Tuesday, March 21, 2017

Friday, March 17, 2017


We have just learned that before he left the White House, President Obama had a microwave installed. This was not just a device to warm up a cup of coffee or cook a frozen dinner. This baby could spy on anyone in the White House and send its observations back to people who might be conspiring against a future White House resident.

The microwave could be configured not only to hear any conversation its target might be part of, but it could also read the target’s mind. The FBI and the Department of Justice both deny the presence of this extraordinary microwave or any device that can eavesdrop on people in the building. However, for all we know, these agencies might be part of the conspiracy.

Our sources tell us that the conspirators now have plans to introduce a new toaster into the President’s residence. It would be able to gather information and send it out through WiFi signals. This is a serious issue. With this new spyware, the conspirators would be able to find out how many pieces of toast the President has each morning, but also how he likes his bread toasted.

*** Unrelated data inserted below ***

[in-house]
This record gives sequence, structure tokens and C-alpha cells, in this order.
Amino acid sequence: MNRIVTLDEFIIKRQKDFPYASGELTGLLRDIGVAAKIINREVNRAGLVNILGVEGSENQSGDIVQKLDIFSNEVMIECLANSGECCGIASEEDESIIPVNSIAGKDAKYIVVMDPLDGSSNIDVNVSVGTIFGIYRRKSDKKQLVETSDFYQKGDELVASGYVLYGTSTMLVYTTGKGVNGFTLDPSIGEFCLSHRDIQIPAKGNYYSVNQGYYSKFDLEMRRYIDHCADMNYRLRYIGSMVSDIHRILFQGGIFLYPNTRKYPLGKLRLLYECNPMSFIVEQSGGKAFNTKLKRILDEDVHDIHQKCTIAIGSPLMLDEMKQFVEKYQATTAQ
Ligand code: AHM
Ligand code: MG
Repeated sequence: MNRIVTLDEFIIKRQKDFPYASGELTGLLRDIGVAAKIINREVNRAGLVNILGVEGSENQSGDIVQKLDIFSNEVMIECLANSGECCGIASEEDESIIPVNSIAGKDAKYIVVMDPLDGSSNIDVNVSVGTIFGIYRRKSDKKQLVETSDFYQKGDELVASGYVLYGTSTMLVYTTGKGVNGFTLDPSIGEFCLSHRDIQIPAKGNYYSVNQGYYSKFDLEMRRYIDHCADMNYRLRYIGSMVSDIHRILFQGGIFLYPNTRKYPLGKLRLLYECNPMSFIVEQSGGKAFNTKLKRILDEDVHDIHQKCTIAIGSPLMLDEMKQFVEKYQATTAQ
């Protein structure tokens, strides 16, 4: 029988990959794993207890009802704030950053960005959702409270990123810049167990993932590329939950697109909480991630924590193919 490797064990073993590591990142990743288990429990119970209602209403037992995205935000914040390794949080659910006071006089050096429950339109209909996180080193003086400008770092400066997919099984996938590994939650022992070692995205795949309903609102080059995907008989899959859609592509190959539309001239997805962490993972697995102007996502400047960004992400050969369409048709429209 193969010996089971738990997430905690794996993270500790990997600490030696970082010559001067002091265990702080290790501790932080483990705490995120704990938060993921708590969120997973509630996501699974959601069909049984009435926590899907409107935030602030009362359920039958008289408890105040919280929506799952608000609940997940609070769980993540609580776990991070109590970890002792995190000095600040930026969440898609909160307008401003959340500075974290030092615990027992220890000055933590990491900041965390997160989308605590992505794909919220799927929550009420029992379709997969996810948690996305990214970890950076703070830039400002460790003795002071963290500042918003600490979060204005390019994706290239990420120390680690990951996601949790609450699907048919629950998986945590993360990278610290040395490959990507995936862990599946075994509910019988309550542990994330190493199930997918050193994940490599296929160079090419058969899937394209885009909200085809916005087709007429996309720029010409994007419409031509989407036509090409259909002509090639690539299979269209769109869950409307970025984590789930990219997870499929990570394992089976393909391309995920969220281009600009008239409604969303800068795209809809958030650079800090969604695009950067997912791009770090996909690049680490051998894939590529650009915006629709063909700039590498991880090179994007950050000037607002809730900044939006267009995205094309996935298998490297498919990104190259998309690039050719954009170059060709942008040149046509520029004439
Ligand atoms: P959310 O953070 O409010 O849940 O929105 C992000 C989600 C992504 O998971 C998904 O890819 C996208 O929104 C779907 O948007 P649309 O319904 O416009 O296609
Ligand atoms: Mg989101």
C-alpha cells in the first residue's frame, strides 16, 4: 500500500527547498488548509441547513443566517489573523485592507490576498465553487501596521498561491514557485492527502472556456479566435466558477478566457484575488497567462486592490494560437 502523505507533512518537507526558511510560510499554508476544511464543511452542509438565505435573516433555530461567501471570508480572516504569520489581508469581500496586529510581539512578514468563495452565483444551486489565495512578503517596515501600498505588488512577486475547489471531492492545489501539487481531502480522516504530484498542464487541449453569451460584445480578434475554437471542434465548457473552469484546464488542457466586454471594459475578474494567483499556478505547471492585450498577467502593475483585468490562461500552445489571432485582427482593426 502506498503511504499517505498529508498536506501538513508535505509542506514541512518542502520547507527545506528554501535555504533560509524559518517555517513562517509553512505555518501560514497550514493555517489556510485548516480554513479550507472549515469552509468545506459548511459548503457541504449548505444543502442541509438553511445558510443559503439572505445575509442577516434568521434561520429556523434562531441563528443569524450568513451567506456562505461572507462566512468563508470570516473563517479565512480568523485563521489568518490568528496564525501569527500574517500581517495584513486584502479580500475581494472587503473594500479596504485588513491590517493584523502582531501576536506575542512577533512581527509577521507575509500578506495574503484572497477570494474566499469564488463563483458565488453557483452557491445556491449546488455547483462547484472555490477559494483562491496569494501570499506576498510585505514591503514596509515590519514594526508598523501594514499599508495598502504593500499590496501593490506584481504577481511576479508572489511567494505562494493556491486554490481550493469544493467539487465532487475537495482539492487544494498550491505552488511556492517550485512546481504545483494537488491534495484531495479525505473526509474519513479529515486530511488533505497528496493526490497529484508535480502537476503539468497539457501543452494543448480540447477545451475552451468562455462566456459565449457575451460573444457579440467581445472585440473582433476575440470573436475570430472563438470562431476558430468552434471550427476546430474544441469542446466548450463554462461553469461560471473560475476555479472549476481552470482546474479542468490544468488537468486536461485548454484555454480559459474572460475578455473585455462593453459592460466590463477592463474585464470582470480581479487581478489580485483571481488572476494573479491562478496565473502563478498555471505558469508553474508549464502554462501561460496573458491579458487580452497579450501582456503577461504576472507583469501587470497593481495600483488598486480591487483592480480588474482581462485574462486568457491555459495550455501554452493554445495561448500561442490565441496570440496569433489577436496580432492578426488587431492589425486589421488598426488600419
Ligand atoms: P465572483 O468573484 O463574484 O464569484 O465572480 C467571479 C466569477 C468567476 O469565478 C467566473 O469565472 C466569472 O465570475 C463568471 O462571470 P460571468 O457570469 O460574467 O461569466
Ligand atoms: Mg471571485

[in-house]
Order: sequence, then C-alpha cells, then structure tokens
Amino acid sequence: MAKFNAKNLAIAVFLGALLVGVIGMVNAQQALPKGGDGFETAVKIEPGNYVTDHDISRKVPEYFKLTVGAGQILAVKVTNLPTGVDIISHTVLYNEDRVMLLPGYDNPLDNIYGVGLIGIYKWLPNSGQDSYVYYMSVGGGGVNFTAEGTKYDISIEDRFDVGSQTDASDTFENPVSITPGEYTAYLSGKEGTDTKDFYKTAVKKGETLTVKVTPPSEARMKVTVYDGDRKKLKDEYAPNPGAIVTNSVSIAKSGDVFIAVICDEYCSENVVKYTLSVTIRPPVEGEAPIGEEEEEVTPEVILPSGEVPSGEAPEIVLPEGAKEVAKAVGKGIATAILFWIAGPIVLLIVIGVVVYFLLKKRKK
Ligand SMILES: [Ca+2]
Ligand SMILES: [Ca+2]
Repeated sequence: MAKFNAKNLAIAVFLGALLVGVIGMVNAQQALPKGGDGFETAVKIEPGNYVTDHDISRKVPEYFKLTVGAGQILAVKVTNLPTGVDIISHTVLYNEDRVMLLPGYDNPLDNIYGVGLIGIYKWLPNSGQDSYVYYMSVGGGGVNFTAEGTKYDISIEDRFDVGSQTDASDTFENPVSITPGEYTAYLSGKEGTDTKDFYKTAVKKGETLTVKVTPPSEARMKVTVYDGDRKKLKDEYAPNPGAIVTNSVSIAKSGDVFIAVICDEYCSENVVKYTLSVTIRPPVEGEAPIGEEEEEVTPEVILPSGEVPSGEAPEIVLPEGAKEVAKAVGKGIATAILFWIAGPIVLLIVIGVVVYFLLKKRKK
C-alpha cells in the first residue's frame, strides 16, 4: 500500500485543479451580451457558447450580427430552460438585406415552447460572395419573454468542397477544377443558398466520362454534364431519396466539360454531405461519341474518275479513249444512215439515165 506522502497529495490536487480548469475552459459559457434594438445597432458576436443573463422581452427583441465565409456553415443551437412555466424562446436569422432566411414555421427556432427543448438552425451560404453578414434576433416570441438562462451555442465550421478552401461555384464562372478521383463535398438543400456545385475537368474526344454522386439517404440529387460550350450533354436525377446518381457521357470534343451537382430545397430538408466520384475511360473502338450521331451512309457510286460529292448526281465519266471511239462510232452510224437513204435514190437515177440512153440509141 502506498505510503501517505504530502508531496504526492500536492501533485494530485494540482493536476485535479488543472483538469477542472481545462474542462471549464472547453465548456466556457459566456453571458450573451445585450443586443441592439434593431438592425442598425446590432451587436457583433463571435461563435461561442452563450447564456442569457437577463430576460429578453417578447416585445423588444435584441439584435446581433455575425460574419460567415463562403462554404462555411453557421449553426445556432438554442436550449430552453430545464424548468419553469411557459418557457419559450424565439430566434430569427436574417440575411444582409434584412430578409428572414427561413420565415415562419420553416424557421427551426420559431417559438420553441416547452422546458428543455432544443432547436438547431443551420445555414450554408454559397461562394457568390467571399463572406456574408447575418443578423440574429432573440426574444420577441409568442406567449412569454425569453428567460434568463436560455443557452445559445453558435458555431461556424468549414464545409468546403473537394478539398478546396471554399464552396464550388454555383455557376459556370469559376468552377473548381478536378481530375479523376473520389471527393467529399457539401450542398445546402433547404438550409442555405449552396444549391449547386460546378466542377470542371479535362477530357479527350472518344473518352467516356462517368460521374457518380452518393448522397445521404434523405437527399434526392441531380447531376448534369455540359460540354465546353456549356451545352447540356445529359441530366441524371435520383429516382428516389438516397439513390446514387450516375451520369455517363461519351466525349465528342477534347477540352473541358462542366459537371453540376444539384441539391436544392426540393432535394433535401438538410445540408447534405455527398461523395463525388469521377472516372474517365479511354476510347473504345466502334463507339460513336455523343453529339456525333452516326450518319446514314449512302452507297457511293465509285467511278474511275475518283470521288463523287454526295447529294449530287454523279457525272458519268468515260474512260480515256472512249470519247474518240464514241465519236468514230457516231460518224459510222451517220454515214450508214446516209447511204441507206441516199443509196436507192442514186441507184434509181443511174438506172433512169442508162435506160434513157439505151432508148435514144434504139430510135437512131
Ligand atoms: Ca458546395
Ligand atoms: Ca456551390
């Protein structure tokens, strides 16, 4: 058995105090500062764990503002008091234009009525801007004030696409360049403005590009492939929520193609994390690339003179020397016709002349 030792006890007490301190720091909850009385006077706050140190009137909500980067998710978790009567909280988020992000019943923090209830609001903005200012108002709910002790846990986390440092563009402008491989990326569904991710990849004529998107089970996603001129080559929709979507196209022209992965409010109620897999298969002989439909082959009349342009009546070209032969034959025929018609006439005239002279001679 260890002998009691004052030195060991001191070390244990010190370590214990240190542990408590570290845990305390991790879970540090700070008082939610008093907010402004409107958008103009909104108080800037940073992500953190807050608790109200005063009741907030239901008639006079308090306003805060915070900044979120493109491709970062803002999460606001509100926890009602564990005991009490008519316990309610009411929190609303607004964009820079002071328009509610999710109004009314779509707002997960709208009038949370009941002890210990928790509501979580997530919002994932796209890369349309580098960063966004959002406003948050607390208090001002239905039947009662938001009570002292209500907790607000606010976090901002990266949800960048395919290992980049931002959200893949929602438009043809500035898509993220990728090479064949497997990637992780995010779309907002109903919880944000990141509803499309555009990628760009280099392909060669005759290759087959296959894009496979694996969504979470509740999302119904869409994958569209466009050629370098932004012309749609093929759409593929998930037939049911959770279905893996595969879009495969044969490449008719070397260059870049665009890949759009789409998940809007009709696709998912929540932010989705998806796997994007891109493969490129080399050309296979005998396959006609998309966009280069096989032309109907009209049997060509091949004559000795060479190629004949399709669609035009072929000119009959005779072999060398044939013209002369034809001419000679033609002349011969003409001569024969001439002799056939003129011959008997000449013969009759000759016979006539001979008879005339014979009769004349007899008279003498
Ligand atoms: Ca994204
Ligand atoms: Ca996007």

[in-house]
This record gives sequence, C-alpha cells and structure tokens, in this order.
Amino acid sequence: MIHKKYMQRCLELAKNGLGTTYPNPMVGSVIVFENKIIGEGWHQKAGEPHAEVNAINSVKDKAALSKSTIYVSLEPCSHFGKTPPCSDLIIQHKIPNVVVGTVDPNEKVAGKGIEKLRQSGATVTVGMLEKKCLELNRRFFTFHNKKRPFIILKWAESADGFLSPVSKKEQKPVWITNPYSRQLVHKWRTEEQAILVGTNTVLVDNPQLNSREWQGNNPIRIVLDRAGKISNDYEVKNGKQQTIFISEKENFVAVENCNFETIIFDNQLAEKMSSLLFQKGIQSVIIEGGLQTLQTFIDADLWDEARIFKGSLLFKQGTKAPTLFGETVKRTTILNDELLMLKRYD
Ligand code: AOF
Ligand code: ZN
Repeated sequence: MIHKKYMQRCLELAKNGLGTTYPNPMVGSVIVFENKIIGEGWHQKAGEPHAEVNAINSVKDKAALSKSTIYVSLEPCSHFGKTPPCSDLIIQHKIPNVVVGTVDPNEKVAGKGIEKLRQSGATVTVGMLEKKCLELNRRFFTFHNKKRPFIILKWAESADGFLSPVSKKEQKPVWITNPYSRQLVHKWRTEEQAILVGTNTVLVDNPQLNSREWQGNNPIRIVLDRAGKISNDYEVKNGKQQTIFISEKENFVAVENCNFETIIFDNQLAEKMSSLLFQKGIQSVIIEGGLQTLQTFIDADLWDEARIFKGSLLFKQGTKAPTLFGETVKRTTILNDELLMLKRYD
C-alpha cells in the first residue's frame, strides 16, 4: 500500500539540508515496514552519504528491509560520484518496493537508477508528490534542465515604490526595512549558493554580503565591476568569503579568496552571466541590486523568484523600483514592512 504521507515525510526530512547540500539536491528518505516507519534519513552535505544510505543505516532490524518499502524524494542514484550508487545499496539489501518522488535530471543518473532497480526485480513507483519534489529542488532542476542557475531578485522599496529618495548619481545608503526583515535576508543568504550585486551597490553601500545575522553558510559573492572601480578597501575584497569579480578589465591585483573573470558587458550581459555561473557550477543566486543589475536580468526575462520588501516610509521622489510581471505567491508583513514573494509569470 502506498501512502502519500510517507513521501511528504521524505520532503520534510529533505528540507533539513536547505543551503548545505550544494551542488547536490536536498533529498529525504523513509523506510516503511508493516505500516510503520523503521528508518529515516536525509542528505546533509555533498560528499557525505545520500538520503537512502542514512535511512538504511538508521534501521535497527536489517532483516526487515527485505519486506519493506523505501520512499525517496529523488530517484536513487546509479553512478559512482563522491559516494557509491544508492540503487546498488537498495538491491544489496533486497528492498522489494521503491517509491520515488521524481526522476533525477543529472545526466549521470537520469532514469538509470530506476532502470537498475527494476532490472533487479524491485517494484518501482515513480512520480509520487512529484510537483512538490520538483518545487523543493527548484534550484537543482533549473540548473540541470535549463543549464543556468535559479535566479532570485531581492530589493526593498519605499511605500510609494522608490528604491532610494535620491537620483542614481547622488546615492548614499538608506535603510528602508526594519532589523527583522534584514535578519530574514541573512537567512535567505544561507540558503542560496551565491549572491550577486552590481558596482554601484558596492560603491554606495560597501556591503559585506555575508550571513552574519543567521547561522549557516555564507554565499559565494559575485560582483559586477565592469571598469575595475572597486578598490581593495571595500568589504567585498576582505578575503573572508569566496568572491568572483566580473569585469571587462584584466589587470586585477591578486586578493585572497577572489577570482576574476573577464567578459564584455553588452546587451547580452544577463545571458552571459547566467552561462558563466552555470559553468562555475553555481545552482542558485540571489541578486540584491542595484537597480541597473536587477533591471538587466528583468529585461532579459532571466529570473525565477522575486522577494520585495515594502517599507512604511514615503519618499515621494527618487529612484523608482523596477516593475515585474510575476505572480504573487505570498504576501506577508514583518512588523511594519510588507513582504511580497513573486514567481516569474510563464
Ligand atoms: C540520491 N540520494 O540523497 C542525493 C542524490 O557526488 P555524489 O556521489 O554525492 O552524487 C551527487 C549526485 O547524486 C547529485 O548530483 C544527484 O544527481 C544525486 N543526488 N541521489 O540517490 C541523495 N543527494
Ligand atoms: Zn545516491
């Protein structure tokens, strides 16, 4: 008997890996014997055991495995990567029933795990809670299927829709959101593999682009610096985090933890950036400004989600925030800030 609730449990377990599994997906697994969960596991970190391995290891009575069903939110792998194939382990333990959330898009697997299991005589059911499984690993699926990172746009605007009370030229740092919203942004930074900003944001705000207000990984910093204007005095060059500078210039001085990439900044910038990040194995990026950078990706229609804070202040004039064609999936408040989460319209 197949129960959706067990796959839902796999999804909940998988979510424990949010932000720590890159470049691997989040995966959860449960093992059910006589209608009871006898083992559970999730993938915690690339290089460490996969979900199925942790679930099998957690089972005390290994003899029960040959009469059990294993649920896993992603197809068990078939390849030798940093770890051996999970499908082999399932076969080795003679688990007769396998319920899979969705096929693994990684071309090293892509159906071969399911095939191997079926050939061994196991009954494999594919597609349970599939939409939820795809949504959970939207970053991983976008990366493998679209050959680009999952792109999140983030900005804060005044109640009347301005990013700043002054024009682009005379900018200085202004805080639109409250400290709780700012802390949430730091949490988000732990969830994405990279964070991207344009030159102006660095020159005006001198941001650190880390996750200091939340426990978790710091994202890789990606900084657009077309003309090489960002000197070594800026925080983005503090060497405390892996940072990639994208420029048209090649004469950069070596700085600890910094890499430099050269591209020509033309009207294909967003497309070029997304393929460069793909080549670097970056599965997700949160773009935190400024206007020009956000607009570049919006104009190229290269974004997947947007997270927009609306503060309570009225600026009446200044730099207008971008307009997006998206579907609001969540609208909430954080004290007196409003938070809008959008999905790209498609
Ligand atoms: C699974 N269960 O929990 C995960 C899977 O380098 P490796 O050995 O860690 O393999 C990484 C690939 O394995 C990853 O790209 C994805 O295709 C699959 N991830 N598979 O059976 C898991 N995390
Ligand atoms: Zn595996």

Monday, March 13, 2017


Retired professor Carl Perrin of Lakewood, NJ, has become the Garden’s State’s foremost expert on robots. Ask him anything about robots, and he will give you an answer. If he doesn’t know the answer, he will make up some plausible-sounding alternate fact.

Some people who know him are worried. What is he going to do with all that information about robot? One theory is that he is planning to use robots in the next election. Yes, even though he will be 90 on Election Day, some people fear that he will make one last effort to become President of the United States.